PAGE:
The smell of my grandma’s church is etched into my memory—musty, with a hint of baby powder and perfume. Once a year, this familiar smell floods my nostrils as we join my grandparents for “Homecoming Day” at their tiny church in Small Town America. This is a day the members look forward to for months, for each person brings their children, grandchildren, and great-grandchildren to the service to celebrate a lasting legacy. See, their church is a dying church. On any regular Sunday, the church maybe has fifteen humans in its building. But on these Sundays, there are upwards of a hundred people.
On Homecoming Sundays, the church body reminisces about the ups and downs, twists and turns, highs and lows of the church’s history. Many members have spent their entire lives in those walls. Their marriage vows were said in the sanctuary. Their children grew up playing on the now-rusted playground. Though technology has transformed much of their world, this place—their church home—remains almost untouched. The members are more than friends, they are family.
The concept of staying at a single church for a lifetime seems so foreign to many modern-day believers. It requires staying put. It requires intense commitment. It requires working through change and forgiveness. It requires leaning on the Lord.
In a post-pandemic world, many of us are trying to re-commit to a church, break the habit of watching online services, and finally get plugged into a community again. As many of us are learning to do this, it may be helpful to examine what the generation of church “stayers” has to teach us about how to get involved in the local church.
1. Commit to faithfully attending church.
Just as churches ebb and flow through seasons of trial and triumph, our circumstances will change too. This can cause many people to change churches to be with people that better fit our “life stage.” However, when we are often switching churches, it can be difficult to really get involved in the local church.
Furthermore, there are benefits to remaining with the same group of people. One benefit is that it moves us from being focused on what the church can offer us and helps us think through ways we can give to others. In this way, we can practice, through the power of the Holy Spirit, loving people and loving God well.
Another huge benefit is that our decision to dedicate ourselves to a church body can help us grow closer to God. This is because faithfully staying with the same group of people takes a kind of love, forgiveness, humility, and understanding that can only come to us through the power of the Holy Spirit. In this way, we have the opportunity to learn from one another as we are spurred on and encouraged in our faith. Therefore, showing up for and serving consistently in church matters.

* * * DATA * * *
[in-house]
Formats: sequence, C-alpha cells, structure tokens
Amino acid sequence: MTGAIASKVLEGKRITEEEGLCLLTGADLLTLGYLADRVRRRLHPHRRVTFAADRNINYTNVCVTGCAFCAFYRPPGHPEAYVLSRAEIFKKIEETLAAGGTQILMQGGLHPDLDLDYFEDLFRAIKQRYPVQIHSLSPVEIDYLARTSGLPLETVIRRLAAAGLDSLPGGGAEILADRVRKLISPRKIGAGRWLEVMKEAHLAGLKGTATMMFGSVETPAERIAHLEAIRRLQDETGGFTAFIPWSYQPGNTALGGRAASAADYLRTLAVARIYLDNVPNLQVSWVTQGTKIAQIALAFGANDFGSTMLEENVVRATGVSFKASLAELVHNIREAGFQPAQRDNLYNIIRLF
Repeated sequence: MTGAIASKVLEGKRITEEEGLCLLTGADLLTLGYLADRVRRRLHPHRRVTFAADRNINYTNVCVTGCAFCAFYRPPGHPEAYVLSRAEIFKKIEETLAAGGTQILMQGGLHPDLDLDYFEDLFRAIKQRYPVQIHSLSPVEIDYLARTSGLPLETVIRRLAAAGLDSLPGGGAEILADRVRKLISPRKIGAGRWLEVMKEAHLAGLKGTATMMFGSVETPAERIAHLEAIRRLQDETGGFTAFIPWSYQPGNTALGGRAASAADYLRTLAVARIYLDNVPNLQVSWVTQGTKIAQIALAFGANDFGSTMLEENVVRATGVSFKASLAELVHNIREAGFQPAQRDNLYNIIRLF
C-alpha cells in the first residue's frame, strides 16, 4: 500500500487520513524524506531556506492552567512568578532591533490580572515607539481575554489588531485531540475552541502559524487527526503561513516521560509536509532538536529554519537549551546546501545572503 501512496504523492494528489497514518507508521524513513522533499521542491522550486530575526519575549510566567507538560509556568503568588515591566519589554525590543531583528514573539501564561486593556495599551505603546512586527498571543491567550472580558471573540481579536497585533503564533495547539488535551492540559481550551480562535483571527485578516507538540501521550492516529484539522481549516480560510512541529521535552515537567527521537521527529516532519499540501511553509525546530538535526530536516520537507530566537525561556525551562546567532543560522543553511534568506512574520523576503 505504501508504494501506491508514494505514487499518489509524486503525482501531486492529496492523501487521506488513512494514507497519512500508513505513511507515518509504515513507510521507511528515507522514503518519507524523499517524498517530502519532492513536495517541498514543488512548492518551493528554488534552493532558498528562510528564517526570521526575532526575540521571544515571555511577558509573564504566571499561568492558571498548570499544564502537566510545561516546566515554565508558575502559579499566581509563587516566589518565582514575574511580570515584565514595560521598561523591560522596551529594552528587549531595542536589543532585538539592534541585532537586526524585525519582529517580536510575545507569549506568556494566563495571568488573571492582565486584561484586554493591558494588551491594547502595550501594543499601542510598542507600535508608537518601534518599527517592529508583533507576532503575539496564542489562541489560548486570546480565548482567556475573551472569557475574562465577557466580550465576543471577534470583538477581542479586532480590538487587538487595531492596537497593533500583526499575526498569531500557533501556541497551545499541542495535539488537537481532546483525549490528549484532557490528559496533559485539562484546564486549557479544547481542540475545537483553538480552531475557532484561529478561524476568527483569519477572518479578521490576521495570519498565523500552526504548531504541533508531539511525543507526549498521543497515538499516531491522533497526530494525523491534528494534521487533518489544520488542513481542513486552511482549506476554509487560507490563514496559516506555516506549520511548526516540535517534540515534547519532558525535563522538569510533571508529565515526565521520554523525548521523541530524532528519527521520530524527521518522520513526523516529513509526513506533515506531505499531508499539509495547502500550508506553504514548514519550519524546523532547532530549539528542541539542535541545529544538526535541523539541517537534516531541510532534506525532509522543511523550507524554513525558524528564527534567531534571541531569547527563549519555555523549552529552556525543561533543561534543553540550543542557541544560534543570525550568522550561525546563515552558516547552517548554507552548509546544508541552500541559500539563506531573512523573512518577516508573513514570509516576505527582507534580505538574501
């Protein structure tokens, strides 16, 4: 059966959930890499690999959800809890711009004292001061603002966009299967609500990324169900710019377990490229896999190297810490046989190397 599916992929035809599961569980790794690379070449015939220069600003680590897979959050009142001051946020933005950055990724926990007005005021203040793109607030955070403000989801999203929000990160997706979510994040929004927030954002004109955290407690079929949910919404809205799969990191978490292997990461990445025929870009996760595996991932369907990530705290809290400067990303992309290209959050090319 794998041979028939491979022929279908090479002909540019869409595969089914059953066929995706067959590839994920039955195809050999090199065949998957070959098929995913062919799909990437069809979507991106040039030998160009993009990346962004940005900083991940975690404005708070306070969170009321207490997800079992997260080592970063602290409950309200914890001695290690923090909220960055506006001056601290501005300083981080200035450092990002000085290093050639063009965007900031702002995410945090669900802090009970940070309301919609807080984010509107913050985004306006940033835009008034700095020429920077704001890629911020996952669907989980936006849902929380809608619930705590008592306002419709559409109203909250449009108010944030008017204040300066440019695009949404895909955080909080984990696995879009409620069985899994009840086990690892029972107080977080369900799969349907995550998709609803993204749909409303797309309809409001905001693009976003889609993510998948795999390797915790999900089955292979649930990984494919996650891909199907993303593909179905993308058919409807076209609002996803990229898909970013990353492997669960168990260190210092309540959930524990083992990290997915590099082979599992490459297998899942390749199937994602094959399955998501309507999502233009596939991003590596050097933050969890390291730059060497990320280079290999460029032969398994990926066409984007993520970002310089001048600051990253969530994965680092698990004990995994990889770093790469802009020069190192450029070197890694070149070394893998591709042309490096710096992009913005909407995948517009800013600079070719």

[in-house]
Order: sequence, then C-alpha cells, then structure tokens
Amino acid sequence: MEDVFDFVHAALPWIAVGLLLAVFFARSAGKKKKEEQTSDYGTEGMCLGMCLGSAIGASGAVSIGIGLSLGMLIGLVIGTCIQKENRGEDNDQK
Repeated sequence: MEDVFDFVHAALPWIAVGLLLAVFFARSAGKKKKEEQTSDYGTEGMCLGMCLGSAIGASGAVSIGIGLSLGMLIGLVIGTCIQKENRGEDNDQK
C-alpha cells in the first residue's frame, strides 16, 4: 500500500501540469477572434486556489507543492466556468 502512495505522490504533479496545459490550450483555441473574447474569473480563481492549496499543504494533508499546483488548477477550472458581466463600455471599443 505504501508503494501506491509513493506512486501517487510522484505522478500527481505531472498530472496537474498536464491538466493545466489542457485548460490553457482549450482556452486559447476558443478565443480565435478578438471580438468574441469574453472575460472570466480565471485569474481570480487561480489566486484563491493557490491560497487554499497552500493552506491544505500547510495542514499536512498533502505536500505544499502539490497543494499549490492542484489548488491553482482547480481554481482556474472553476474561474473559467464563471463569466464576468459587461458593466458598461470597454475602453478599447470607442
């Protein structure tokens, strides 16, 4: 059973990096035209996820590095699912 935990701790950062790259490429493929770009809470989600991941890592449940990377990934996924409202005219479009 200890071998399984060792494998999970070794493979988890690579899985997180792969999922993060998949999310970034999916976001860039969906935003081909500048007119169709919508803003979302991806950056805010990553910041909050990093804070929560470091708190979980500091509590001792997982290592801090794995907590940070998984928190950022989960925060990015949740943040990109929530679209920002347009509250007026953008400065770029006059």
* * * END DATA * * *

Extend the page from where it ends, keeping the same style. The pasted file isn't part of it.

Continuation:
2. Build relationships over time.
Human beings are built for community. In Genesis, God affirms this when He created Eve: “It is not good for the man to be alone. I will make a helper corresponding to him” (Genesis 2:18). Again, in the New Testament, the author of Hebrews writes, “Do not neglect to gather together, as some are in the habit of doing, but encourage each other, and all the more as you see the day approaching” (Hebrews 10:25). Yet, often we expect church community to fall into our laps. But this is an idealized picture of relationships. The cultivation of a gospel-centered friendship takes time and dedication, intentionality, and hard work. The depth of community we crave cannot be found in scattered church involvement but in the steady commitment to building genuine friendships throughout the years.
3. Serve in the church.
Do not settle for shallow church involvement. God has so much more for you than that. When considering my grandparent’s church, their legacy is left through daily decisions to show up for one another and for the Great Commission (Matthew 28:19–20). Find a staff member and inquire about a small group, a team to serve on, or a place to lend a helping hand.
Every church craves commitment from its members, for there is plenty of work to do. Remember the words of Jesus, “The harvest is abundant, but the workers are few. Therefore, pray to the Lord of the harvest to send out workers into his harvest” (Matthew 9:37–38). This is the prayer of ministry leaders throughout the world. By your obedience to serve, God is using us to answer that prayer.
4. Be patient and pray for wisdom.
As you get more involved in your local church, you will almost certainly a challenging dilemma in your church. Though leaving may be the right answer for some, it is not always the right answer. Our encouragement in the case of challenging church dilemmas is to be patient, pray for wisdom, and seek the advice of other wise Christians. In all cases, ask God for the strength to be obedient to His will. And finally, remember that spending your time and energy on the Church is a worthwhile investment.
The historic churches marking the corners of Main Streets may not boast the trendiest worship music or host the largest Trunk or Treats, but they do deserve our thanksgiving. But there is a lot that they can teach other believers and newer churches alike. These churches leave a legacy of the commitment, dedication, and endurance of a body of believers.
Stories from my grandma’s church are far from perfect. There have been messy pastoral turnovers, plans that have gone awry, and dreams left unfulfilled. Yet, through it all, their commitment to the Lord, and thus to their church, has never wavered. Christ has sustained them. And He will sustain us too.
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